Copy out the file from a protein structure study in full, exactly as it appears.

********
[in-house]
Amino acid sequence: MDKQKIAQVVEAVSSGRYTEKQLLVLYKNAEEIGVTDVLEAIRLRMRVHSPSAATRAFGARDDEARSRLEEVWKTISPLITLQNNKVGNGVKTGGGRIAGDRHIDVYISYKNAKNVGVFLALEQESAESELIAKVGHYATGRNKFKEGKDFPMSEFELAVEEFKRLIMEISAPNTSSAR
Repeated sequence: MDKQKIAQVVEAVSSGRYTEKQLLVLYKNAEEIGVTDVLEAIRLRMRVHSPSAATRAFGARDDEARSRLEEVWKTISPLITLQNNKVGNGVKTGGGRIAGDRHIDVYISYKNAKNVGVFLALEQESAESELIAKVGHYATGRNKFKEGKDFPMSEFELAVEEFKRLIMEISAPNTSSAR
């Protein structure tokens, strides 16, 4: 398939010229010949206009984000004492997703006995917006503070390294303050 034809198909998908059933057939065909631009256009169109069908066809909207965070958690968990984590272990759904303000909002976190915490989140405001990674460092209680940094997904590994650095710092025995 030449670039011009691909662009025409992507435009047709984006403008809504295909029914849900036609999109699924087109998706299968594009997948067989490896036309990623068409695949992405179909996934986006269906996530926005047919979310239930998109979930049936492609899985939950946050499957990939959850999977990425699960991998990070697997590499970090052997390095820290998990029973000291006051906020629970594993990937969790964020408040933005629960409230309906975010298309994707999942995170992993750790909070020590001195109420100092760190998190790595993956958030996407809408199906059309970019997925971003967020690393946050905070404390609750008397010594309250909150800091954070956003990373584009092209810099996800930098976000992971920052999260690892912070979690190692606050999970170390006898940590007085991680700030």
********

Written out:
[in-house]
Amino acid sequence: MDKQKIAQVVEAVSSGRYTEKQLLVLYKNAEEIGVTDVLEAIRLRMRVHSPSAATRAFGARDDEARSRLEEVWKTISPLITLQNNKVGNGVKTGGGRIAGDRHIDVYISYKNAKNVGVFLALEQESAESELIAKVGHYATGRNKFKEGKDFPMSEFELAVEEFKRLIMEISAPNTSSAR
Repeated sequence: MDKQKIAQVVEAVSSGRYTEKQLLVLYKNAEEIGVTDVLEAIRLRMRVHSPSAATRAFGARDDEARSRLEEVWKTISPLITLQNNKVGNGVKTGGGRIAGDRHIDVYISYKNAKNVGVFLALEQESAESELIAKVGHYATGRNKFKEGKDFPMSEFELAVEEFKRLIMEISAPNTSSAR
């Protein structure tokens, strides 16, 4: 398939010229010949206009984000004492997703006995917006503070390294303050 034809198909998908059933057939065909631009256009169109069908066809909207965070958690968990984590272990759904303000909002976190915490989140405001990674460092209680940094997904590994650095710092025995 030449670039011009691909662009025409992507435009047709984006403008809504295909029914849900036609999109699924087109998706299968594009997948067989490896036309990623068409695949992405179909996934986006269906996530926005047919979310239930998109979930049936492609899985939950946050499957990939959850999977990425699960991998990070697997590499970090052997390095820290998990029973000291006051906020629970594993990937969790964020408040933005629960409230309906975010298309994707999942995170992993750790909070020590001195109420100092760190998190790595993956958030996407809408199906059309970019997925971003967020690393946050905070404390609750008397010594309250909150800091954070956003990373584009092209810099996800930098976000992971920052999260690892912070979690190692606050999970170390006898940590007085991680700030």